Dee Dyas, reminds us that the idea of pilgrimage is one which carries meaning in purely secular terms: “we speak of pilgrimages to sports arenas, to the resting places of celebrities (such as Graceland, the home of Elvis Presley); we also use the word to describe returning to places which have particular personal meaning. The distinction between pilgrims and tourists is sometimes very fine and both religious and secular pilgrims frequently seek to prolong the experience or transfer its benefits by bringing back souvenirs (or relics) and records of their journeys.”[9]

So, there are a plethora of motivations, perhaps as numerous as the number of pilgrims.

What ever your motivation, or means of travel, pilgrimage is a spiritual (and even secular) practice that welcomes all. Long or short, close-to-home or far-afield, there is a pilgrimage destination that could suit you.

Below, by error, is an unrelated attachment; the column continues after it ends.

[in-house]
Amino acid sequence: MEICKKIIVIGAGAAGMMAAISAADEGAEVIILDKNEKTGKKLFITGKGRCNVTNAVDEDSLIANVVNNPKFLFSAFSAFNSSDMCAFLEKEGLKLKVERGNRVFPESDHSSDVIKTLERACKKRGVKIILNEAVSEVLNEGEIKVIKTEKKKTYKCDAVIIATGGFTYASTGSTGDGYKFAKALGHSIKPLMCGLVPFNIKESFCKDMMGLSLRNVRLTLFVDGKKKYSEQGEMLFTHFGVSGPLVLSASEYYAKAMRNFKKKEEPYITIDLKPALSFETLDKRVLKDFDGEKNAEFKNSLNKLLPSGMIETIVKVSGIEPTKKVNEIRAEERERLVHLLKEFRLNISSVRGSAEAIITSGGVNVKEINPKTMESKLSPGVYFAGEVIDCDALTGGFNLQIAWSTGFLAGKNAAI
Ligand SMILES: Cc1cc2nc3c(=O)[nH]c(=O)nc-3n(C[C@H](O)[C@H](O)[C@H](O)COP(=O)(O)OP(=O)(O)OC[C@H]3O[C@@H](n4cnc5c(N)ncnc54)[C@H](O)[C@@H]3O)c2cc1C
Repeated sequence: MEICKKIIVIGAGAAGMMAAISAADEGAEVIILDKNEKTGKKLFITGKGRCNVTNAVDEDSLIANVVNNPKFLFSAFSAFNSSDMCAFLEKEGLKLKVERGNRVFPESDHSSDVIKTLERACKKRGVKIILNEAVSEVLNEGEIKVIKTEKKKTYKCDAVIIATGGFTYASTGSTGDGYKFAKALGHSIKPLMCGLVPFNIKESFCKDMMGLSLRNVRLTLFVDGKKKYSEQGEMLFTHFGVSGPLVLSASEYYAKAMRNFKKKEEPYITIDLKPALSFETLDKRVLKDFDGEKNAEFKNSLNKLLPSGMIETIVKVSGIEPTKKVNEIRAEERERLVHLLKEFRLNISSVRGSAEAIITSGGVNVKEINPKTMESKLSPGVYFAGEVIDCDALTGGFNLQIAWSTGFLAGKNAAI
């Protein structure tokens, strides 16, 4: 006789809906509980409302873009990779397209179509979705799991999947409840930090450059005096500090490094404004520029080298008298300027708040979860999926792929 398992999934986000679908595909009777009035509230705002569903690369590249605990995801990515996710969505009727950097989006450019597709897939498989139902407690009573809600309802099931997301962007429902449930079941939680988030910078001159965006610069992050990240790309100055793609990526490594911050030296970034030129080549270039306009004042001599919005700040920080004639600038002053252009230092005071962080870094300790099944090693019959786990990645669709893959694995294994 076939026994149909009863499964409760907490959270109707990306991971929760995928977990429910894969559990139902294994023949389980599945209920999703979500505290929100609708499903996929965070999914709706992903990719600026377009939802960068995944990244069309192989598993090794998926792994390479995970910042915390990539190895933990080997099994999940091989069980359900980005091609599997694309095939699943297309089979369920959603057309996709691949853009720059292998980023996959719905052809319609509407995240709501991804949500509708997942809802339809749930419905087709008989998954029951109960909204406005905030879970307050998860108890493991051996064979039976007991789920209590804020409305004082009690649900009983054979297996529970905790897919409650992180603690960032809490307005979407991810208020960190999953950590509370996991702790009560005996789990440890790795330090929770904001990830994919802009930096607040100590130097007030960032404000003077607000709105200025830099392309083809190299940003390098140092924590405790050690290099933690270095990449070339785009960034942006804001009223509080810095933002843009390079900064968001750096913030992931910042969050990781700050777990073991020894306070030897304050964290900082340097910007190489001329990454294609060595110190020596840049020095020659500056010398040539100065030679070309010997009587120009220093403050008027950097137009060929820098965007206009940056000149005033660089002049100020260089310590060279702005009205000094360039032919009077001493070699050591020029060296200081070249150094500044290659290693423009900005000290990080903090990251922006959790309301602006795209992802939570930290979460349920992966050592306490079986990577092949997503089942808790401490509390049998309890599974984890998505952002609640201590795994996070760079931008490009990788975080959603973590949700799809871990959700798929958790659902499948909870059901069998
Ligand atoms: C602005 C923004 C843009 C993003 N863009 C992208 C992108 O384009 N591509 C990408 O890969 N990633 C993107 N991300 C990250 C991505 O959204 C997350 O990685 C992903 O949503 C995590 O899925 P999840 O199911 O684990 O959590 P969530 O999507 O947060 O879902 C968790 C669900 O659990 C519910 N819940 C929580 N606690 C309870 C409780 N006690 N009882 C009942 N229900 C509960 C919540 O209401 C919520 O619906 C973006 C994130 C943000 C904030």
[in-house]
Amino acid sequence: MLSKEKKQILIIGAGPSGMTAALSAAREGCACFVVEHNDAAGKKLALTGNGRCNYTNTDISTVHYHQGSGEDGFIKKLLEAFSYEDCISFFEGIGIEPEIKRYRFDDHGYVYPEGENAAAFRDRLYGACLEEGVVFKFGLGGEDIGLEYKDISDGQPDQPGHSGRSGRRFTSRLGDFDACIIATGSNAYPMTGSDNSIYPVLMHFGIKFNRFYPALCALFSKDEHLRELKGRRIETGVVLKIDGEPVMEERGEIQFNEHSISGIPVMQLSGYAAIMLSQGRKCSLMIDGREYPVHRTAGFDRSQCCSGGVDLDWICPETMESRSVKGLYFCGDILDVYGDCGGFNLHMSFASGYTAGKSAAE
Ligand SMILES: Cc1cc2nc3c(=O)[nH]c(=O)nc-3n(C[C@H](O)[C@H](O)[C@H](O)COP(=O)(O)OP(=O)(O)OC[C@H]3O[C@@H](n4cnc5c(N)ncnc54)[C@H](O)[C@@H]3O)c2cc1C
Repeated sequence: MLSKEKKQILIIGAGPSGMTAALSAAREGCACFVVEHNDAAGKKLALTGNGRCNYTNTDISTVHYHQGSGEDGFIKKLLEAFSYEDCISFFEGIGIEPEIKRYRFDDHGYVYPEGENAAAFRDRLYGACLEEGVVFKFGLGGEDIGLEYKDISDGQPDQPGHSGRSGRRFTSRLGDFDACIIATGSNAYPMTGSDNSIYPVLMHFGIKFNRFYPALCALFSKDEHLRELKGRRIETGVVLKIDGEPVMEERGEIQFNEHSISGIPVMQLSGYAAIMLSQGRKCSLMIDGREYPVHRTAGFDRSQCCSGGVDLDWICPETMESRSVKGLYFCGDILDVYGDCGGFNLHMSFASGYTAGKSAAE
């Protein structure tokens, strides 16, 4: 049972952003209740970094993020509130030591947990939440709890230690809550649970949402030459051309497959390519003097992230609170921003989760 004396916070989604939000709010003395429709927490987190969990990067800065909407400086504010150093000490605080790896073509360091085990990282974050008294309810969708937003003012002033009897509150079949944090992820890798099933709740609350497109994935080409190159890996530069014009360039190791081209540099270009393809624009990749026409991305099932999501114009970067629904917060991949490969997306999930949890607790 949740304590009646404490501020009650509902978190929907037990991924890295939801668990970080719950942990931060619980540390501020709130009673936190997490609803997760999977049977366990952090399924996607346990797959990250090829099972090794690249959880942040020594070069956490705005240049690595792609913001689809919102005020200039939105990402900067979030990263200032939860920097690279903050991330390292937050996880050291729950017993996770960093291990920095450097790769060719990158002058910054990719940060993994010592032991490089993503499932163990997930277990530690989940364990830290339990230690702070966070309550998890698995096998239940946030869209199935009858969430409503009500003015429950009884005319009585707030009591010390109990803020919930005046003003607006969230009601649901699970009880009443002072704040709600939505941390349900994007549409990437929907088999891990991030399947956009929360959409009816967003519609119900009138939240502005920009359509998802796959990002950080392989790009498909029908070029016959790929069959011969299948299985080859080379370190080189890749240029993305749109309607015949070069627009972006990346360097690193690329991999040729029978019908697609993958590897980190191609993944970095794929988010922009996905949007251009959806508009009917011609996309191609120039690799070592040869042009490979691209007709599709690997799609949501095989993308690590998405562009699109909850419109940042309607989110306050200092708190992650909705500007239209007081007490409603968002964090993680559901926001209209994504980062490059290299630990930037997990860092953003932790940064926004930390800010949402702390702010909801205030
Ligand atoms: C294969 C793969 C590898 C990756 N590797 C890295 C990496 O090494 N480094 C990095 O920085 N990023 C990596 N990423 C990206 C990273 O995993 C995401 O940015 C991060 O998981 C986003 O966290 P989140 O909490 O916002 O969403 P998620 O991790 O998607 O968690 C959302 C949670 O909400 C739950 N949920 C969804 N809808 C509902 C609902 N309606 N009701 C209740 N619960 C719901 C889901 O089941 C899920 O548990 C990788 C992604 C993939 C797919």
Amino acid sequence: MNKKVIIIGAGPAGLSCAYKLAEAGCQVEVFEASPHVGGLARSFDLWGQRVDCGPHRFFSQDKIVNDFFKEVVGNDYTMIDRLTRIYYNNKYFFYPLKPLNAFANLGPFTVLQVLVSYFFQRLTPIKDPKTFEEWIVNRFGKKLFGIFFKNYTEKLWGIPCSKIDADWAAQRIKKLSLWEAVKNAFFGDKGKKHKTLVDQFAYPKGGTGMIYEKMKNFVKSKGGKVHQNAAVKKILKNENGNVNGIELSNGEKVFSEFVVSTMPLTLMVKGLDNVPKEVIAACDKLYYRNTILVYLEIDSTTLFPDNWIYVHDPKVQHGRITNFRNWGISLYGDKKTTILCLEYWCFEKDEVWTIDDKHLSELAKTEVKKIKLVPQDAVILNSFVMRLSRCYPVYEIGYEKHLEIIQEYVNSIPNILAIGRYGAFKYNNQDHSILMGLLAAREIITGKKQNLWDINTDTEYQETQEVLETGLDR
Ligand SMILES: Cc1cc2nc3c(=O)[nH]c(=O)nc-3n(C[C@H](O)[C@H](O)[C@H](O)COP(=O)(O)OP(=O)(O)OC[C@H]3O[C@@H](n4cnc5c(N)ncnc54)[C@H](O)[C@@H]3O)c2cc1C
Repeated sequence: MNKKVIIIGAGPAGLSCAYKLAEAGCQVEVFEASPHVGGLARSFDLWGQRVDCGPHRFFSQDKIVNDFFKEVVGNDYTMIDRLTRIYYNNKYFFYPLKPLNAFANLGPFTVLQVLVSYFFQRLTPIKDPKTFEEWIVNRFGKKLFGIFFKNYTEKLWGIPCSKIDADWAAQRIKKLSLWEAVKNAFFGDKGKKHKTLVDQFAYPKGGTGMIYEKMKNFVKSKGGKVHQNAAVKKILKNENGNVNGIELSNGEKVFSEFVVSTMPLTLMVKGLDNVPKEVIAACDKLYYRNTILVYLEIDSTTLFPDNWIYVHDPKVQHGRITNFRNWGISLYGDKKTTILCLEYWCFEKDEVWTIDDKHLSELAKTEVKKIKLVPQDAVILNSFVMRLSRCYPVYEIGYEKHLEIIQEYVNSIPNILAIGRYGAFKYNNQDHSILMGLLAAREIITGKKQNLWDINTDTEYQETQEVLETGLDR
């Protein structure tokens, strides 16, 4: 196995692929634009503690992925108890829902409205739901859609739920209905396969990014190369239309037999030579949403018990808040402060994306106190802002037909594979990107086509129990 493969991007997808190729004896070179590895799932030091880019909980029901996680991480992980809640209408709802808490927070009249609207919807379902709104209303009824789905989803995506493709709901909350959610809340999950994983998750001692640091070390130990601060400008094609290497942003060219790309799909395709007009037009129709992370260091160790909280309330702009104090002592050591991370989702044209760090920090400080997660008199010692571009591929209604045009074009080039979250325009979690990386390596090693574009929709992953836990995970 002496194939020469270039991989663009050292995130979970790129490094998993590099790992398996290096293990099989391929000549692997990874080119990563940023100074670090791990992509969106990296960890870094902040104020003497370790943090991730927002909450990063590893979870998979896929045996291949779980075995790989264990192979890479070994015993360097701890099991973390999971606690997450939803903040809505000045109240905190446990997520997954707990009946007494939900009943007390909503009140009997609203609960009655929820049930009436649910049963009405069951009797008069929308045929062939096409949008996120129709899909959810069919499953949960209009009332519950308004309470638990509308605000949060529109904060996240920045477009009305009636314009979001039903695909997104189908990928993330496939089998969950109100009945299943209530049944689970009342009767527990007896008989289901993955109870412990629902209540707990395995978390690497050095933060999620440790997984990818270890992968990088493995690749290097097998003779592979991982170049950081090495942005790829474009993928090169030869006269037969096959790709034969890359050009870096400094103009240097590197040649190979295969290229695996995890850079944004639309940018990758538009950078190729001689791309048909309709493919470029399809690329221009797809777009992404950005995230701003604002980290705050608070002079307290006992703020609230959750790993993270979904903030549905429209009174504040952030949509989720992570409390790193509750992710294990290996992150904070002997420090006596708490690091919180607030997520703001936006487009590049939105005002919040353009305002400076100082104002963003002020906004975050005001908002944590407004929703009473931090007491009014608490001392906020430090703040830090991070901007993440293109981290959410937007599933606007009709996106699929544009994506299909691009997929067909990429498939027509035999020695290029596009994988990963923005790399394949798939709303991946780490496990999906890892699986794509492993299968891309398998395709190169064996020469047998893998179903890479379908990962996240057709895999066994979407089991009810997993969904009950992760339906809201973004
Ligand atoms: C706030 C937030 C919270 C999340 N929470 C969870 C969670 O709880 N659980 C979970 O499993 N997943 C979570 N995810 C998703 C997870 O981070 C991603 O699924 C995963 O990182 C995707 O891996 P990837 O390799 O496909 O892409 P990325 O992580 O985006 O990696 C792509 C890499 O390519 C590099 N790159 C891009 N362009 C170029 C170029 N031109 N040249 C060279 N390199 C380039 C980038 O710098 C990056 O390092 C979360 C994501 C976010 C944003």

[1] Gregory of Nyssa. On Pilgrimage. In C. Bartholemew and F. Hughes (ed) Explorations of a Christian Theology of Pilgrimage. Routledge. Oxfordshire. P.110. [2] James Harpur, The Pilgrim Journey. A History of Pilgrimage in the Western World. Lion. Oxford. 2016 p9 [3] Ibid. p.8 [4] C. Bartholemew & F. Hughes. Explorations in a Christian Theology of Pilgrimage. Routledge . London. 2016. [5] Numinous was derived in the 17th century from the Latin numen, meaning a "deity or spirit presiding over a thing or space" describes the power or presence or realisation of a divinity. The word was popularized by the German theologian Rudolf Otto in his influential book The Idea of the Holy (1923) [6]For a comprehensive, but not exhaustive list of some key texts, The University of York’s resources: from The Centre of Christianity and Culture provide a good starting place. [7] [8] Ian Reader Pilgrimage: A Very Short Introduction. OUP. Oxford. 2015. P.71. [9] Dee Dyas. Pilgrims and Pilgrimage: Journey, Spirituality and Daily Life. The Centre for Christianity and Culture. University of York. York.